A sympathectomy is procedure to cut or block a nerve in the middle of your body. It’s done to treat problems such as severe sweating (hyperhidrosis) and severe facial blushing. During the procedure, the sympathetic nerve along your spine is cut, burned, or clipped. This prevents signals passing from your brain through the nerve and causing symptoms. Depending on what part of the nerve is treated, the procedure may be called endoscopic thoracic sympathectomy (ETS) or endoscopic lumbar sympathectomy.
How to say it
Why sympathectomy is done
Sympathectomyis a type of surgery to treat severe excess sweating, a condition called hyperhydrosis. It’s often an ongoing (chronic) condition. Sweating is a normal process. It helps manage body temperature and other processes of the body. But excess sweating is more than is needed to do this.
Sympathectomymay also be done if you have chronic severe facial blushing or Raynaud phenomenon. Raynaud phenomenon is a disorder that causes decreased blood flow to the fingers. In some cases, it also causes less blood flow to the ears, toes, nipples, knees, or nose. This happens because of spasms of blood vessels in those areas. The spasms happen in response to cold, stress, or emotional upset.
The treatment may also be done for other problems. These include:
Poor blood flow to the legs (vascular insufficiency)
Chest pain (angina)
Abnormal heart rhythms (arrhythmia)
After a sympathectomy, the brain can't send signals that cause the symptoms of these conditions. This procedure may be an option if other types of treatment haven’t worked.
How sympathectomy is done
The treatment is done in a hospital, and takes 1 to 2 hours. During the procedure:
You’ll lie on your side on a surgery table. Your arm will lie on a board and be moved out of the way so the doctor can reach your ribcage.
You’re given medicine to make you sleep through the treatment.
The doctor will make 2 or 3 small cuts (incisions) on one side of your chest between your ribs. A thin tube with a light and camera at the end (endoscope) is put through one of the cuts. This is to help the doctor see the procedure. Small tools are put through another cut.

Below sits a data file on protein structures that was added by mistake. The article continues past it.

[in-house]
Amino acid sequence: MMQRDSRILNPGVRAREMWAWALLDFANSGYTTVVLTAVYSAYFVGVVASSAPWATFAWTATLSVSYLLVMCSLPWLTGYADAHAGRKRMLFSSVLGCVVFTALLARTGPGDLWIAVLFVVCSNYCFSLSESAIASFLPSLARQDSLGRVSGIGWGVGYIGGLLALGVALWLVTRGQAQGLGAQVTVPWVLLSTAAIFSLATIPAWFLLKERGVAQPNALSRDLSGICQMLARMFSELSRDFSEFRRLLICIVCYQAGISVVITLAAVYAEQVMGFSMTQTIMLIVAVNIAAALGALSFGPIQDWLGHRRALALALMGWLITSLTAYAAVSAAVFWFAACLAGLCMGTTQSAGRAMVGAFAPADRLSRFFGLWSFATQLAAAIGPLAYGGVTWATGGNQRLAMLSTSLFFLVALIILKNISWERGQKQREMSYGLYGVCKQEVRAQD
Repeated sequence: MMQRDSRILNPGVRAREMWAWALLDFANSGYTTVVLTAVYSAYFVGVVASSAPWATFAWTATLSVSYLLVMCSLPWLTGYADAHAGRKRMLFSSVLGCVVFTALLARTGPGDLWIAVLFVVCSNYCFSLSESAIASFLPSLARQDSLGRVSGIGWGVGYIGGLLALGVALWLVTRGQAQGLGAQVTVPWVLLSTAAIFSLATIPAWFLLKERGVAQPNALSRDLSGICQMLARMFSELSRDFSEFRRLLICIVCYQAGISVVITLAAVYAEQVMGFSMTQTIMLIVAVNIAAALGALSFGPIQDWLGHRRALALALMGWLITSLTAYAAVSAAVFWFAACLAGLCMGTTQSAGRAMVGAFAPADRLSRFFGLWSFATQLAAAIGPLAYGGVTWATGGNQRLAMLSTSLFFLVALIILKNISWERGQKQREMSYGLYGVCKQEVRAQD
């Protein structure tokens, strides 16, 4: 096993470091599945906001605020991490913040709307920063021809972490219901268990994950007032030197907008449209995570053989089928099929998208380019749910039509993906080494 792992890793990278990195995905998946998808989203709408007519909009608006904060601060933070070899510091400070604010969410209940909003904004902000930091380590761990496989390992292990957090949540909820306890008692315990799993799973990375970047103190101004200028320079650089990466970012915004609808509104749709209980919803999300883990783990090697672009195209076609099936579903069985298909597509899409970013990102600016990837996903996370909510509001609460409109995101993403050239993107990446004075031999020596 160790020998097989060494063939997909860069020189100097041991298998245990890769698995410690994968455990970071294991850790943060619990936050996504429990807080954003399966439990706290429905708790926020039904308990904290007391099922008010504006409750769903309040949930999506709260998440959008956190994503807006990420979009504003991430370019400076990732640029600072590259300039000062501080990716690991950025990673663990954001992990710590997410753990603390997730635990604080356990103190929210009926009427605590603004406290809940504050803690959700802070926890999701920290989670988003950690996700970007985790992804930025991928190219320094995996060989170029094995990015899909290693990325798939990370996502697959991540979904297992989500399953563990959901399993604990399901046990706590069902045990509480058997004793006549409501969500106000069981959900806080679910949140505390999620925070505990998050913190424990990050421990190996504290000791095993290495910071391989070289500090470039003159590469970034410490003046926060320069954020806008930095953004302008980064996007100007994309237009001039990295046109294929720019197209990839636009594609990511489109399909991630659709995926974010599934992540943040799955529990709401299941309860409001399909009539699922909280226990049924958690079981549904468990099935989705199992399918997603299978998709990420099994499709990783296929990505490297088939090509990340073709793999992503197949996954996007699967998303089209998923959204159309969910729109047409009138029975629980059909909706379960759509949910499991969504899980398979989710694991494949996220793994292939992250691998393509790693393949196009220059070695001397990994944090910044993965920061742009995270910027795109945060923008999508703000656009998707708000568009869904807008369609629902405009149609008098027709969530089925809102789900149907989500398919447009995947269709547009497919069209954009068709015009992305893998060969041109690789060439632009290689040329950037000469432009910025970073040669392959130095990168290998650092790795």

The doctor deflates your lung and moves it aside. This is so the doctor can reach the nerve along your spine.
The doctor cuts or burns the sympathetic nerve with heat. Or he or she may put one or more small clips on the nerve.
The doctor then re-inflates your lung. The scope and tools are removed, and the incisions are closed with stitches (sutures).
You’ll have a chest X-ray after the surgery. This is to make sure your lung is inflated back to normal.
You will likely need to stay in the hospital overnight.
Risks of sympathectomy
Excess sweating in new areas (compensatory hyperhidrosis)
Nerve injury that causes drooped eyelids and problems with the pupils (Horner syndrome)
Lung injury and collapsed lung (pneumothorax)
Blood around the lung (hemothorax)
Fluid around the lung (pleural effusion)
Slow heart beat (bradycardia)
If your doctor finds that he or she is unable to complete the procedure using a laparoscope, the doctor will need to make a large incision.
March 21, 2017
AduRahma AF, et al. Thoracic Sympathectomy. In: Stanley JC, editor. Current Therapy in Vascular and Endovascular Surgery. 5 ed. Philadelphia: Saunders; 2014. p. 167-71., Bong-Soo K, et al. Endoscopic Thoracic Sympathectomy In: Jandial R, editor. Core Techniques in Operative Neurosurgery. Philadelphia: Elsevier; 2011. p. 626-31., Magge SN, et al. Thoracoscopic Sympathectomy for Hyperhidrosis. In: Quiñones-Hinojosa A, editor. Schmidek and Sweet's Operative Neurosurgical Techniques. 6 ed. Philadelphia: Saunders; 2012. p. 1373-6., Smith CC, et al. Primary focal hyperhidrosis. Up To Date. December 30 ed: Up To Date; 2015. p. 20.
Mancini, Mary C, MD,Ziegler, Olivia, MS, PA